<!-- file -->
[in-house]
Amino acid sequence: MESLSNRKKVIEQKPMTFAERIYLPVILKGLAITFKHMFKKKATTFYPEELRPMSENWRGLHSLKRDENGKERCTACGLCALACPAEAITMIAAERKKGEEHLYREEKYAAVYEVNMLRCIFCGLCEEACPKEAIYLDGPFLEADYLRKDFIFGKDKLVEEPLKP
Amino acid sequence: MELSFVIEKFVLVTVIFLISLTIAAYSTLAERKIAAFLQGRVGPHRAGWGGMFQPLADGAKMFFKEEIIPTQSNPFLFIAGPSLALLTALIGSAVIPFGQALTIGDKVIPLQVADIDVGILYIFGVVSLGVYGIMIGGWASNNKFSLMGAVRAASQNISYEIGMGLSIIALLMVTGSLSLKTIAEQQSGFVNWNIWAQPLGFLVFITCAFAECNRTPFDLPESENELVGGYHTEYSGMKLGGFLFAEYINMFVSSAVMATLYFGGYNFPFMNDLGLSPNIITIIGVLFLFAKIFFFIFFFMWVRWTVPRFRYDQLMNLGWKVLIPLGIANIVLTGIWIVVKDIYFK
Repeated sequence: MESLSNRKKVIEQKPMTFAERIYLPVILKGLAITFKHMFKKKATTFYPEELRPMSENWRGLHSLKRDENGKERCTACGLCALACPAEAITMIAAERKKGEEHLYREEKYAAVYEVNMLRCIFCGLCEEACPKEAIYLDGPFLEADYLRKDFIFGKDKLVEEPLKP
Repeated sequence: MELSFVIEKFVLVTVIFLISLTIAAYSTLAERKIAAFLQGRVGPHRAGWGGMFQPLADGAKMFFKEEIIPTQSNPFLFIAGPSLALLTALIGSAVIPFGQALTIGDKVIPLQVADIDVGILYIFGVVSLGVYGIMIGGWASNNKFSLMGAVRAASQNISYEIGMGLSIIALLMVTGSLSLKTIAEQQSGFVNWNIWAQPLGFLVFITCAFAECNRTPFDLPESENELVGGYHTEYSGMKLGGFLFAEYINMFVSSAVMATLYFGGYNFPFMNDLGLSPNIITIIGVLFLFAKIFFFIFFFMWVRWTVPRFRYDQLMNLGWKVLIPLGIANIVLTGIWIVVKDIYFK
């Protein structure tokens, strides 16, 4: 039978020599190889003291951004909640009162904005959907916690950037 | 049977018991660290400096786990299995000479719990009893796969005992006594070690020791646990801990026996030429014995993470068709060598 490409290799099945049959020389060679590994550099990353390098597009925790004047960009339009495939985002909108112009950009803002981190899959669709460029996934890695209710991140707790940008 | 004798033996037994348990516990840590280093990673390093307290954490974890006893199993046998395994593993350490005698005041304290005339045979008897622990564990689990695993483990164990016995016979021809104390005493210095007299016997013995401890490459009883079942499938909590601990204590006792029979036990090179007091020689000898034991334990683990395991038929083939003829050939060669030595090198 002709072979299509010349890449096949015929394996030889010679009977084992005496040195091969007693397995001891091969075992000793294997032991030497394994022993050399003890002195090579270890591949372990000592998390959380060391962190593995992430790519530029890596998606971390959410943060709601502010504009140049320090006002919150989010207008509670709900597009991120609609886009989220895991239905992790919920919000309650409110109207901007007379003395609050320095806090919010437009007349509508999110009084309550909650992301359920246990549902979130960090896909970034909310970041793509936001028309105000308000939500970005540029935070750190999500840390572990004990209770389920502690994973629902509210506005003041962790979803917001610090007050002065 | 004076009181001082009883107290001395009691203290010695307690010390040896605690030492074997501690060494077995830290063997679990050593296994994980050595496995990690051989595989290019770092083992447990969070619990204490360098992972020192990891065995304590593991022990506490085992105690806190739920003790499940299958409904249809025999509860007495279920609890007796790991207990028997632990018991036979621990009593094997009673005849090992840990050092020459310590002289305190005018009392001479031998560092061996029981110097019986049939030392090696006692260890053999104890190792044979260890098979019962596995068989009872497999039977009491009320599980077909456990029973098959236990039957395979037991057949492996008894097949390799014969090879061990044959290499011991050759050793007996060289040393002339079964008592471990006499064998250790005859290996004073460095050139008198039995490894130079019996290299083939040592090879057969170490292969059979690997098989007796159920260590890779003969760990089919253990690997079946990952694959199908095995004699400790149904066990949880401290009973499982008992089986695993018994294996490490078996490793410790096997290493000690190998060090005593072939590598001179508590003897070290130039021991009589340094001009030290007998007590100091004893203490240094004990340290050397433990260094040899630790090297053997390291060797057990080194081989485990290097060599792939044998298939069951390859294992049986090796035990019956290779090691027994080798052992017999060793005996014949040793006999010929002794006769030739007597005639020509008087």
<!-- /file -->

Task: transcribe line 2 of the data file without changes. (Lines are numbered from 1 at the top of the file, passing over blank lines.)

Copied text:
Amino acid sequence: MESLSNRKKVIEQKPMTFAERIYLPVILKGLAITFKHMFKKKATTFYPEELRPMSENWRGLHSLKRDENGKERCTACGLCALACPAEAITMIAAERKKGEEHLYREEKYAAVYEVNMLRCIFCGLCEEACPKEAIYLDGPFLEADYLRKDFIFGKDKLVEEPLKP